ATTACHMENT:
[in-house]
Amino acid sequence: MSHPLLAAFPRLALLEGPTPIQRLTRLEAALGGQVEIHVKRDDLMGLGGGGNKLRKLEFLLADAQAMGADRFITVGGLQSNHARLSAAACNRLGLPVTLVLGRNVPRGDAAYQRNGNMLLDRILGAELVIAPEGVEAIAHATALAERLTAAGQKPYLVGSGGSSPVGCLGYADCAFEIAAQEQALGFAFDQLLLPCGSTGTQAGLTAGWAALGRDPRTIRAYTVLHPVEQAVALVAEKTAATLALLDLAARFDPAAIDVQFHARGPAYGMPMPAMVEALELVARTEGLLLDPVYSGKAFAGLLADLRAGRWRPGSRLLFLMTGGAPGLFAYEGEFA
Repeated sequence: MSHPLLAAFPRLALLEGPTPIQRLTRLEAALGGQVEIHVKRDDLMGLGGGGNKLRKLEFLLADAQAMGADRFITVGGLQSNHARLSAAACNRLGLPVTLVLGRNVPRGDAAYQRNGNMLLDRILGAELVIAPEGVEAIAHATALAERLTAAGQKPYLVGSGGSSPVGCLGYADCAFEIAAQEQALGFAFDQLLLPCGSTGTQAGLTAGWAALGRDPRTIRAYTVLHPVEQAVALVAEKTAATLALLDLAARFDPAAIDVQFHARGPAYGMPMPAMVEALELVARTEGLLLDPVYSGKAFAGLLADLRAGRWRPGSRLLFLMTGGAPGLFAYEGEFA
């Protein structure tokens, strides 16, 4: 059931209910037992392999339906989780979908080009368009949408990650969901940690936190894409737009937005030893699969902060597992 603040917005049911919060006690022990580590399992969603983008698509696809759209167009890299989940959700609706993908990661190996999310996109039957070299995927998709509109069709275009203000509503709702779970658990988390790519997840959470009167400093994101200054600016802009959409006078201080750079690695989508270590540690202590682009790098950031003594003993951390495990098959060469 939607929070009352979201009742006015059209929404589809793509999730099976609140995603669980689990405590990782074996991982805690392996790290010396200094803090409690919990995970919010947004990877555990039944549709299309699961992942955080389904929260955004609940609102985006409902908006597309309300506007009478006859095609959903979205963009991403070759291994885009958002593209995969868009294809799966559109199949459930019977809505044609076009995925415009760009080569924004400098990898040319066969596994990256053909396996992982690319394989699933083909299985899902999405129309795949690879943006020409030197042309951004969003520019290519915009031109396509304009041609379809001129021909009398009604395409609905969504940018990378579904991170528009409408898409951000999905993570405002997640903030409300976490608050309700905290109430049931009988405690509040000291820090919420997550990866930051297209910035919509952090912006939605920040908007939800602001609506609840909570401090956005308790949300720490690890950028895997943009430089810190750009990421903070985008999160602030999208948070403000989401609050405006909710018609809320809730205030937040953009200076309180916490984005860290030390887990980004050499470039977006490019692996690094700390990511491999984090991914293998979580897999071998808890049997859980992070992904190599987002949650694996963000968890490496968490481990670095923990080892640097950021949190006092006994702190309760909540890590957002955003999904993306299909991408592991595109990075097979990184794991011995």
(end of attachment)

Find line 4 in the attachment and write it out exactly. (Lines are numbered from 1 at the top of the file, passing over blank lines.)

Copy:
């Protein structure tokens, strides 16, 4: 059931209910037992392999339906989780979908080009368009949408990650969901940690936190894409737009937005030893699969902060597992 603040917005049911919060006690022990580590399992969603983008698509696809759209167009890299989940959700609706993908990661190996999310996109039957070299995927998709509109069709275009203000509503709702779970658990988390790519997840959470009167400093994101200054600016802009959409006078201080750079690695989508270590540690202590682009790098950031003594003993951390495990098959060469 939607929070009352979201009742006015059209929404589809793509999730099976609140995603669980689990405590990782074996991982805690392996790290010396200094803090409690919990995970919010947004990877555990039944549709299309699961992942955080389904929260955004609940609102985006409902908006597309309300506007009478006859095609959903979205963009991403070759291994885009958002593209995969868009294809799966559109199949459930019977809505044609076009995925415009760009080569924004400098990898040319066969596994990256053909396996992982690319394989699933083909299985899902999405129309795949690879943006020409030197042309951004969003520019290519915009031109396509304009041609379809001129021909009398009604395409609905969504940018990378579904991170528009409408898409951000999905993570405002997640903030409300976490608050309700905290109430049931009988405690509040000291820090919420997550990866930051297209910035919509952090912006939605920040908007939800602001609506609840909570401090956005308790949300720490690890950028895997943009430089810190750009990421903070985008999160602030999208948070403000989401609050405006909710018609809320809730205030937040953009200076309180916490984005860290030390887990980004050499470039977006490019692996690094700390990511491999984090991914293998979580897999071998808890049997859980992070992904190599987002949650694996963000968890490496968490481990670095923990080892640097950021949190006092006994702190309760909540890590957002955003999904993306299909991408592991595109990075097979990184794991011995």